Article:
Four local banks still on the hook for TARP payments may soon have the preferred shares now owned by the U.S. Treasury Department pooled and auctioned to the highest bidder in the coming months.
Signature Bank, Chambers Bank, Community First and Metropolitan National are four local institutions out of the seven Arkansas banks that have not yet repaid the federal government for the investment it made in 2009 as part of the Capital Purchase Plan, a TARP initiative.
While there is no deadline for repayment, the Treasury Department has made no secret it’s ready to rid itself of those investments, which have yielded about $19 billion in profits to date.
In a June 19 letter, the Treasury informed about 200 banks that they are being considered for a series of pooled auctions, the first of which will take place in fall.
Gary Head, CEO of Signature Bank, said he got the letter that detailed the Treasury’s intentions earlier this week.
“It doesn’t matter to me if they sell or not. We do not regret taking the TARP money it was a very cheap cost for capital at 5% and I am in no hurry to buy back those shares with the uncertainty mounting in world’s financial markets,” Head said.
The Treasury said in a statement the 200 banks receiving the letters this week represent about $2 billion in outstanding shares owned by the federal government. He said these banks are smaller institutions that find more difficulty raising private capital.
“Prior to the pooling of the securities, banks will have the opportunity to go ahead and redeem their shares at a discount. Or banks can allow investors of their choice to bid at discount on their behalf, which would also eliminate all TARP like those on executive compensation," said Garland Binns, banking attorney with Dover Dixon and Horne in Little Rock.
It is important to note that banks would have to get regulatory approval to bid on their own shares.
That might be difficult for Signature, Chambers, Metropolitan National and One Bank & Trust as each bank is under strict enforcement actions with federal regulators since taking the capital in 2009.
The Treasury said banks that opt-out of the pooled purchases and still designate a single outside investor to bid on their remaining shares must do so by Aug. 6, and they will be subject to a minimum bid set by the Treasury.
The auctions are the Treasury’s best chance to unwind TARP in a timely manner. Banks were asked earlier this year to submit plans for repayment, which it says can still be considered if received in the near term.
Treasury has recovered $264 billion from repayments, dividends, interest and other income, a $19 billion gain over the federal government's initial investment, according to forms filed by Treasury each month. There was still $11.617 billion in outstanding stock owned by the Treasury as of May 31.
Some 203 banks deferred their dividend or interest payments to the federal government in the recent quarter.
While the Treasury did not release a list of banks who got the recent letter, analysts speculate many of them were banks who continue to defer the payments because of ongoing capital restraints.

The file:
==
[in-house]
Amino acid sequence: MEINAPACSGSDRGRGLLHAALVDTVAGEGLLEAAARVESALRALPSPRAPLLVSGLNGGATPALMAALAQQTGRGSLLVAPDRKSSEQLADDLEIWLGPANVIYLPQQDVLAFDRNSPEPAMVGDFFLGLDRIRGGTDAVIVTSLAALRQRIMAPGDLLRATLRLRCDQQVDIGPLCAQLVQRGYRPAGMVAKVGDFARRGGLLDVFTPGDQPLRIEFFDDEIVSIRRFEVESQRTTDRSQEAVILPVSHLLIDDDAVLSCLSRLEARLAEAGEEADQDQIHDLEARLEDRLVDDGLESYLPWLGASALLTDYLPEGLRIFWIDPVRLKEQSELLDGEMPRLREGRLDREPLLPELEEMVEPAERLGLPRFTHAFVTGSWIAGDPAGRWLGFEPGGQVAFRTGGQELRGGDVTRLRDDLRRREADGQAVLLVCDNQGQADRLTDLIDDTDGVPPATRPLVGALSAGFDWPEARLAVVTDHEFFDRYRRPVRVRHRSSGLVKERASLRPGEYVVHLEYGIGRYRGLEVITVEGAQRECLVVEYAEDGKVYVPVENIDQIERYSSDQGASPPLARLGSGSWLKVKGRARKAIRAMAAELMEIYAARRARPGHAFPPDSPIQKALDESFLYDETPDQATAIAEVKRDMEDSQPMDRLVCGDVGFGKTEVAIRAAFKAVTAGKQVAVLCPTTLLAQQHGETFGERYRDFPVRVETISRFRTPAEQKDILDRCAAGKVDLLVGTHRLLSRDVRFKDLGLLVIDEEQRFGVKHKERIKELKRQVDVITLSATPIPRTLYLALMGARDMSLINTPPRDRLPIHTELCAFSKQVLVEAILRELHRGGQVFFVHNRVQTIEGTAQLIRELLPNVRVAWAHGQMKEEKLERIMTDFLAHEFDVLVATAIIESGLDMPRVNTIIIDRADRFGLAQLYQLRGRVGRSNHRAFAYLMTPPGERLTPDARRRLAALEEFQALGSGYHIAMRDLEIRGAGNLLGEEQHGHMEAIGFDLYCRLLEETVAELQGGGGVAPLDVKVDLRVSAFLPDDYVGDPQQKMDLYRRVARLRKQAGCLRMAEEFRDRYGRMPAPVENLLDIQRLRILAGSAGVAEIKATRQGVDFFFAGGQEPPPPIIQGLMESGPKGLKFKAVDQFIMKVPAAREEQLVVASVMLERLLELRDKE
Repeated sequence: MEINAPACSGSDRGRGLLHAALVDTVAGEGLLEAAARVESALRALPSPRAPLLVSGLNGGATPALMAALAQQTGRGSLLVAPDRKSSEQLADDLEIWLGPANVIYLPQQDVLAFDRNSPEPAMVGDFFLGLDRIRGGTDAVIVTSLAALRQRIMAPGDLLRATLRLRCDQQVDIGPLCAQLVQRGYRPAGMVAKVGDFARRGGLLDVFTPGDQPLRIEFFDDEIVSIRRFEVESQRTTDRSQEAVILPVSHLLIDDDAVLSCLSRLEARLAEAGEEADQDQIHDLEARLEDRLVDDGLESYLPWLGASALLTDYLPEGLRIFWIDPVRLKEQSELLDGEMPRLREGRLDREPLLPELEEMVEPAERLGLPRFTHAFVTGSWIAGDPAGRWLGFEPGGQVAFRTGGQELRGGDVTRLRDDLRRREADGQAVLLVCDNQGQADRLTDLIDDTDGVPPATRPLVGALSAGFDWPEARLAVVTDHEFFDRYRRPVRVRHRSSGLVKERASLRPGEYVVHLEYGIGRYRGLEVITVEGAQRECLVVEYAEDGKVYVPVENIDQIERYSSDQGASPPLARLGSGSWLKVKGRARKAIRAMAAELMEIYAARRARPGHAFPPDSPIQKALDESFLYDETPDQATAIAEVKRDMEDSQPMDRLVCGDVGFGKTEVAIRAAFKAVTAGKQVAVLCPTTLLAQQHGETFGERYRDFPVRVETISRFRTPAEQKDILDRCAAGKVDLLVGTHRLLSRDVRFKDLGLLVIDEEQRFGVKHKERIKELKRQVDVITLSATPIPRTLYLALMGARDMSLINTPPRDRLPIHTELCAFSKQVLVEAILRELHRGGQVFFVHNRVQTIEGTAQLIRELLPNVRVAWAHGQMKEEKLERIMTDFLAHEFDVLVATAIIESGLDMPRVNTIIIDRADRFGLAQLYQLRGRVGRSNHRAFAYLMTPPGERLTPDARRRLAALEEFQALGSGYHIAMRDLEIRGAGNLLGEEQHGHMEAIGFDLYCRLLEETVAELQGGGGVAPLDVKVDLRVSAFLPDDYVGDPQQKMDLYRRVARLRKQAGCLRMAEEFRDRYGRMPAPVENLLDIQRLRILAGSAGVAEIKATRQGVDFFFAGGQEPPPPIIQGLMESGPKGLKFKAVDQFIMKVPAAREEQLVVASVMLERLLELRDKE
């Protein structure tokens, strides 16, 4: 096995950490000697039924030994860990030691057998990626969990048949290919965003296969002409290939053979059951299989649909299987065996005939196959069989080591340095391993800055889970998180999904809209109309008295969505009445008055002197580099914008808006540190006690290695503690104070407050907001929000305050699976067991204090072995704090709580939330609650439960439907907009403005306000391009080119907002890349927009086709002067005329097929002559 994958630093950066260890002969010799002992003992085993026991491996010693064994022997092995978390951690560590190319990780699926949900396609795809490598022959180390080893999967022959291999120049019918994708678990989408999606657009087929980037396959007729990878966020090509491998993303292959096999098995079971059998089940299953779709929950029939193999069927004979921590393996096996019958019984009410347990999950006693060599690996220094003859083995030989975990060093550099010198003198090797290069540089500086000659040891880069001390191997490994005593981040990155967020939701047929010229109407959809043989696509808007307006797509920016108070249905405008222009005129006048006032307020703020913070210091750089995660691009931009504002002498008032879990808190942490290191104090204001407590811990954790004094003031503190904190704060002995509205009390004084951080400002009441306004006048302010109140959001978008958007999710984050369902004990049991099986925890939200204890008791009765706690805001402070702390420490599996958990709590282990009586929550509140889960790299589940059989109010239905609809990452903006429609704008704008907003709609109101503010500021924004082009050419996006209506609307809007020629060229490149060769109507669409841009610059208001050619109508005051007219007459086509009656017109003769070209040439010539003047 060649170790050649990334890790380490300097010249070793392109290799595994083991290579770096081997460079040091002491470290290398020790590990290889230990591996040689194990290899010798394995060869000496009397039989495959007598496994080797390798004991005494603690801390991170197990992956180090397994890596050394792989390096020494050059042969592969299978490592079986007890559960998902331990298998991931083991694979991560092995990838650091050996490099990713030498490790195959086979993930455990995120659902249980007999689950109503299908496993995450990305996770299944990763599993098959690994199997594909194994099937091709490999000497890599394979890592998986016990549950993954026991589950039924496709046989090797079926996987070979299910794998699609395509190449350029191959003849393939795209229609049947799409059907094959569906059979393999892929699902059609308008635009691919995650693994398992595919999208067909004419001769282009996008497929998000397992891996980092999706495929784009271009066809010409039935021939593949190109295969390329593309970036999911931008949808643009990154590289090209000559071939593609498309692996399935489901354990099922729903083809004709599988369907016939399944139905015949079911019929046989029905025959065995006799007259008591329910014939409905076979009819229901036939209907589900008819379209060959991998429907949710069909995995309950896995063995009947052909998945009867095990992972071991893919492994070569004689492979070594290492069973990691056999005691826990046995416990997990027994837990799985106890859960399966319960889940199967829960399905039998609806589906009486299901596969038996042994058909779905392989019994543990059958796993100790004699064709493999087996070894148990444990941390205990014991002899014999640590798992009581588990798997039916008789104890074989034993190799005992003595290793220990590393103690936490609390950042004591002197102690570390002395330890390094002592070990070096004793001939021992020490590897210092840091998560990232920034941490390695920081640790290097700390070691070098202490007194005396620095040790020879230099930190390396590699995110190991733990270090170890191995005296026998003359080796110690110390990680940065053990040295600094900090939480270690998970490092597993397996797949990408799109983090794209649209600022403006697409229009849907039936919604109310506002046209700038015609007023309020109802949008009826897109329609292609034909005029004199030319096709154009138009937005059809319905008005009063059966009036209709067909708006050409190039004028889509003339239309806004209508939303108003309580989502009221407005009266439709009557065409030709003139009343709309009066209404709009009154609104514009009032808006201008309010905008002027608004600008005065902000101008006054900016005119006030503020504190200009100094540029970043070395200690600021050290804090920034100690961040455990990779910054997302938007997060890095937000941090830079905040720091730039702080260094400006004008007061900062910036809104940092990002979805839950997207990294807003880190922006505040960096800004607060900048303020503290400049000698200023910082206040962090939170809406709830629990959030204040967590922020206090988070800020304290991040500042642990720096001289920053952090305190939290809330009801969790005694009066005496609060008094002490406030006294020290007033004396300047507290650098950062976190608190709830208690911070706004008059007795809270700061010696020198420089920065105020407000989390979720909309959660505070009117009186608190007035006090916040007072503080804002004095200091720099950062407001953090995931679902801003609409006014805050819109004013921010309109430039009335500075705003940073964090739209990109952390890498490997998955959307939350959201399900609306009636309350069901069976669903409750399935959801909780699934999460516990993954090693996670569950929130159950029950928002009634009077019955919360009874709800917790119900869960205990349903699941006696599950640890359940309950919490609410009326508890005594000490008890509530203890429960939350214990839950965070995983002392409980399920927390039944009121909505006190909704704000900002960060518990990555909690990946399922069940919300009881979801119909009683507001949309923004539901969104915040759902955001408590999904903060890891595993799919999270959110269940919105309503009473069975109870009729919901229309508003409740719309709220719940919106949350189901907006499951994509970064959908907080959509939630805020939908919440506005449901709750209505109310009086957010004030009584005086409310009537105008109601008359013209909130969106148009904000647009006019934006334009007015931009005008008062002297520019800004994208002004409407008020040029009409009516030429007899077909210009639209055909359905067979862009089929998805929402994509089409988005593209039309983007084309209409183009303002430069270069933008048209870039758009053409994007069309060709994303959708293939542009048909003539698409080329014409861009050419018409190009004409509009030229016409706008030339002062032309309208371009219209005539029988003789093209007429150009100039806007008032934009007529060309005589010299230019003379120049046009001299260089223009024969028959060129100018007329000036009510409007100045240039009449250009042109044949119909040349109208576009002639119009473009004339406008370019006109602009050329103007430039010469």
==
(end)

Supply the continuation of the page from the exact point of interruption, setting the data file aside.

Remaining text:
The shares of non-paying banks will not carry the street value of those with steady payment schedules, but could carry more upside potential if the bank does eventually repurchase the shares and makes good on the past deferred dividends, which are cumulative in most cases.
Metropolitan National has missed 11 quarterly payments with $3.756 million owed in past due dividends on the $25 million in deferred shares it issued to the Treasury Department in 2009. The bank received a stern notice from the Office of the Comptroller of the Currency in April about its capital deficiencies, which are an estimated $35 million short of what regulators have mandated. The bank made $738,021 in dividend payments on its TARP obligation prior to June 2009, but nothing since.
Metropolitan National continues to post net losses which further erode its capital base. The Treasury Department has appointed two directors to Metropolitan’s board as required by the terms of the contract when repetitive dividend deferments take place.
Signature Bank has missed six quarterly payments deferring some $1.373 million in cumulative dividends as of May 31. The bank paid $1.589 million in dividends before electing to defer last year in accordance with an enforcement action by the Federal Deposit Insurance Corp.
Signature Bank has returned to profits in the past two quarters, but says it will continue to defer repayment until the economy is stronger.
The Treasury noted in the May report that Signature Bank continues to decline its request to have a representative sit in on its board meetings. But after six consecutive deferments the Treasury can appoint one representative to the board, according to the original TARP guidelines.
One Bank & Trust of Little Rock, also recently deferred one quarterly payment of $351,000 in May. The bank has made $3.782 million in quarterly payments since 2009. One Bank & Trust has $17.3 million in deferred shares out to the Treasury and is also operating under a Cease and Desist enforcement action from the OCC.
Chambers Bank came under an enforcement action earlier this year but has not missed any payments. As of May 31, Chambers had made dividend payments of $4.923 million with $19.81 million in shares outstanding to the Treasury.
Community First Bank of Harrison also is current on its quarterly payments, with dividends of $2.161 million paid to date on the Treasury’s investment of $12.52 million.
The Treasury has $1.1 million invested in Riverside Bank of Little Rock, for which $276,870 has been paid in dividends to date. The bank is current with its quarterly payments.
Corning Savings & Loan is also current with its quarterly payments which total $113,228 as of May 31.